In this extract from JOHNNIE JOHNSTONE’s TODD RUNDGREN feature in issue #108 we look at the maverick’s earliest years
Nazz had been one of the most promising young bands of the late ’60s, making its mark with the revelatory phase-shifting 45 ‘Open My Eyes’, later immortalised by its inclusion on Lenny Kaye’s Nuggets compendium. But by winter 1968/69, during the making of Nazz Nazz, the follow-up to their self-titled debut, relationships within the band had begun to unravel. “I was becoming more prolific as a songwriter, so the fact that I was writing most of the material meant that in the long run I would own most of the publishing as well. I imagine that was a concern for the other guys. But the more immediate issue was that I was listening far too much to Laura Nyro. So, somebody who was essentially part of a guitar band had suddenly started writing these ballads that didn’t really suit the band as much as they suited his own leanings as a songwriter.”
Nazz Nazz was originally conceived as a double album entitled Fungo Bat, but the band’s label [Screen Gems-Columbia] was unwilling to finance it. “They were not so thrilled with the band that they were willing to expend the extra effort into doing a double album, so it got broken into two. I was pretty annoyed. I was involved long enough to do mixes on what eventually became the second record. Then I was pretty much done with the band.” A third long-player, Nazz III, containing the balance of Fungo Bat with some of Rundgren’s vocal contributions replaced by Nazz’s regular singer Robert ‘Stewkey’ Antoni, would eventually surface in ’71.
Todd may have sensed – at least subconsciously – an opportunity to pursue his own artistic vision, but in leaving the band, he hadn’t reckoned for the personal price he would have to pay. “I was technically on the street. The rest of the guys were still living in a house in Great Neck, Long Island. I moved into an apartment in the Upper East Side of New York, but I was actually spending most of my days in the Lower West Side, hanging around with clothiers, a commune of people who made clothes for a boutique called Stone The Crows. I was doing anything I could to stay alive, like designing lights for a dance club. At that point I didn’t even own a musical instrument!”
Fortunately, Michael Friedman, the partner of John Kurland (Nazz’s manager) had gone to work for Albert Grossman at Bearsville Records (part of the Ampex organisation) and was given a mandate to find fresh new talent. “He had been impressed with what I’d done in the studio in terms of mixing,” remembers Todd. “They didn’t have a house engineer or producer, so they tried me out and before I knew it, I was engineering my first record for somebody [Jesse Winchester].” Todd’s involvement with Winchester led to his immediate recruitment by The Band, for whom he would engineer the Stage Fright album.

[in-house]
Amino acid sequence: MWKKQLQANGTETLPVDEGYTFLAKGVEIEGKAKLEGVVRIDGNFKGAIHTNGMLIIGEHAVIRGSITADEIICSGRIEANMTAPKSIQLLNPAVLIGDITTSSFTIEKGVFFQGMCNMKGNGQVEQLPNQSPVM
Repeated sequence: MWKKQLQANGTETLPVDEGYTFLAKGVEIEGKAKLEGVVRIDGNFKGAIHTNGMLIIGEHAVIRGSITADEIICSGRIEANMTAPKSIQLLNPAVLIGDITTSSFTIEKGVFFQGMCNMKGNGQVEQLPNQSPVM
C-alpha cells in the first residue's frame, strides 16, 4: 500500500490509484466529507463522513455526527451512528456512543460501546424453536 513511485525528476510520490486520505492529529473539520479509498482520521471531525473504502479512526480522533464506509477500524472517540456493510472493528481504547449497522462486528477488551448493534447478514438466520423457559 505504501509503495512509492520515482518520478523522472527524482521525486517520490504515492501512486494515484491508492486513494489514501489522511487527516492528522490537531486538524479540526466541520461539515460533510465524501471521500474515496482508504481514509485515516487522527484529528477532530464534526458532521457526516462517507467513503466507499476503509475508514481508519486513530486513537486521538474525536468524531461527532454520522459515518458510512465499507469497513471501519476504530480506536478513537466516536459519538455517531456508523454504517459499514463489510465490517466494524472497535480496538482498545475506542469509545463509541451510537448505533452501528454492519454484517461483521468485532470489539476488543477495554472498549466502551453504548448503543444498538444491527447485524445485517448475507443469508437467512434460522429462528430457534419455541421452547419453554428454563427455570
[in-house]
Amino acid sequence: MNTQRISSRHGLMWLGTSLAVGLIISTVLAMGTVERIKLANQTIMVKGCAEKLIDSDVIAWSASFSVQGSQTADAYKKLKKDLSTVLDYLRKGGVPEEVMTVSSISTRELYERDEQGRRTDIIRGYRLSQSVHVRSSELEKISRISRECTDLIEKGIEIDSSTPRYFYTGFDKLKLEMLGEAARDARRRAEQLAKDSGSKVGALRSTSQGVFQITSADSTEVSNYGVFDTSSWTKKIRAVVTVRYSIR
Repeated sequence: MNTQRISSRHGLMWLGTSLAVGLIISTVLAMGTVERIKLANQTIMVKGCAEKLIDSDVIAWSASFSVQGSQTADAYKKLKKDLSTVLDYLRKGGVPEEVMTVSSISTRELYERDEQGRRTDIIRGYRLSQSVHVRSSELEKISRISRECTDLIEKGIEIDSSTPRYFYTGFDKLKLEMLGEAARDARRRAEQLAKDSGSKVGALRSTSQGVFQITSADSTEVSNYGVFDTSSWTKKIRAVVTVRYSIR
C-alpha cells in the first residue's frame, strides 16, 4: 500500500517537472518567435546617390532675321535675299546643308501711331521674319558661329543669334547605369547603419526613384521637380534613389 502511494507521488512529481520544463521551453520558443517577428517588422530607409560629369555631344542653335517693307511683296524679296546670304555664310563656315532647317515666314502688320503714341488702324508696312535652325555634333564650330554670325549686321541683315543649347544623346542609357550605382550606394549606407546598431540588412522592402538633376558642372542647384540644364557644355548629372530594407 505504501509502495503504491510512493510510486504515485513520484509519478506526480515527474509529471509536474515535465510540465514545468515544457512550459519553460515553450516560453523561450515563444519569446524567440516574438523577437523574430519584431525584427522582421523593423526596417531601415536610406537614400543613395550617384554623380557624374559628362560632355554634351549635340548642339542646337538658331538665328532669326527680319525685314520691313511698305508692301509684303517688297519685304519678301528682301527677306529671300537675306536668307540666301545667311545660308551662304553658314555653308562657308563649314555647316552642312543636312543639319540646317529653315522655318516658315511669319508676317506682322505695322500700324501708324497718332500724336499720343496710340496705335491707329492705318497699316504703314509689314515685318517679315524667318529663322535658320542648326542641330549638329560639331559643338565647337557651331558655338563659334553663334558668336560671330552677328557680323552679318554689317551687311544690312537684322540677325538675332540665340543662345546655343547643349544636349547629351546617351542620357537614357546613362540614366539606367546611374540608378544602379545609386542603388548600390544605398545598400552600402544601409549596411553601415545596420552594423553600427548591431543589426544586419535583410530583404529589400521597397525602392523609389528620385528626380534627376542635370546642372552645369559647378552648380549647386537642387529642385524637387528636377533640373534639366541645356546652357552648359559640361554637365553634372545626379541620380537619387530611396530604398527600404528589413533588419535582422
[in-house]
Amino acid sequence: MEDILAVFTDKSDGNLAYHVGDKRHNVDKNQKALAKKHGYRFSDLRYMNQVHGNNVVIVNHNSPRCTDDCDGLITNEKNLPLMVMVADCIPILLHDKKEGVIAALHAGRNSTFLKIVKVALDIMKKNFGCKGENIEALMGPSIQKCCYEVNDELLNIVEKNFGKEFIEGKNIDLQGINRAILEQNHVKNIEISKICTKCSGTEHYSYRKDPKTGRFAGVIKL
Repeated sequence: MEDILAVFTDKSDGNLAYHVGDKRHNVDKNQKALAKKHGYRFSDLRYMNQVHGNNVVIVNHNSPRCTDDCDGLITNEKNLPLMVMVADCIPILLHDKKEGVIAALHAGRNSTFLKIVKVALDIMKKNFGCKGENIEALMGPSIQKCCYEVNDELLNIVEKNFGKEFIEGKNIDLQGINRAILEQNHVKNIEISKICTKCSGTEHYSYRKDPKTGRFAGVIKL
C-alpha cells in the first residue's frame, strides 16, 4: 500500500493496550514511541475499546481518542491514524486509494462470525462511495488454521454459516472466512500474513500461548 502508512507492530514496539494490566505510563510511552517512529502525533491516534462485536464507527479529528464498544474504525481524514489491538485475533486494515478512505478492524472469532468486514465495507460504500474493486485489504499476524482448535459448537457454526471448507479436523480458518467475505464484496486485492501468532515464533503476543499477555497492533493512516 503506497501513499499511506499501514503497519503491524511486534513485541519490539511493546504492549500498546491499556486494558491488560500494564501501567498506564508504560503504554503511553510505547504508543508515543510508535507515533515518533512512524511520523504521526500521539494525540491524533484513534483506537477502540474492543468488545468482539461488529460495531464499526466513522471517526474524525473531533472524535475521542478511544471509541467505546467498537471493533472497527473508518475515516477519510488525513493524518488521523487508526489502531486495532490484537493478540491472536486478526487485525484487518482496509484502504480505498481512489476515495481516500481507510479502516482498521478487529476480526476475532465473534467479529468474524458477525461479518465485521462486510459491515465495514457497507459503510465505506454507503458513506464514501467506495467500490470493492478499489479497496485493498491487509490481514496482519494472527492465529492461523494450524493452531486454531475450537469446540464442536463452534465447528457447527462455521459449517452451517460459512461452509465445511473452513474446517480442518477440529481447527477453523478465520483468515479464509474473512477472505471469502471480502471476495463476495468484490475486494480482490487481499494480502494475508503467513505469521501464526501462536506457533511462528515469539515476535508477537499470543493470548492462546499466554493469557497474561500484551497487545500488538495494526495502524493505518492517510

Virtually synchronous with that breakthrough project, Todd was preparing to release in album form some songs and sketches he had been working on since leaving Nazz. “I asked if they would give me a budget to produce my own ‘vanity album’. I had no intention at all of turning it into a solo career, but I accidentally had a hit single!” The song in question, ‘We Gotta Get You A Woman’, blended an unmistakably Nyro-esque figure with punchy guitar licks and gorgeous harmonies. On his debut solo offering Runt, it nestled amongst a schizophrenic selection of blues-rock, pretty ballads and Zappa-like skits. With the rhythm section provided by brothers Hunt and Tony Sales (who would later work with Iggy Pop and David Bowie) as well as cameo performances from The Band’s Levon Helm and Rick Danko, the album’s eclecticism would be off-putting to some. But elements such as the incredible multi-layered vocal on ‘There Are No Words’ hinted at a rapidly increasing mastery of the mixing desk, making it a beguiling listen. An early test pressing (featuring a different track listing) was released in small quantities unintentionally and subsequently became a treasured collectors’ item. “There was no overarching musical philosophy or style – just a bunch of studio experiments, because at the time I had no real intention of going out and reproducing any of it live. But it was a great opportunity for me to hone my studio skills as well as my personal skills in working with other musicians. I learned that you can’t just demand things from people. You have to coax things out of them.” The success of the single made a follow-up to Runt almost obligatory.
This piece is extracted from the cover feature from issue #108. Order here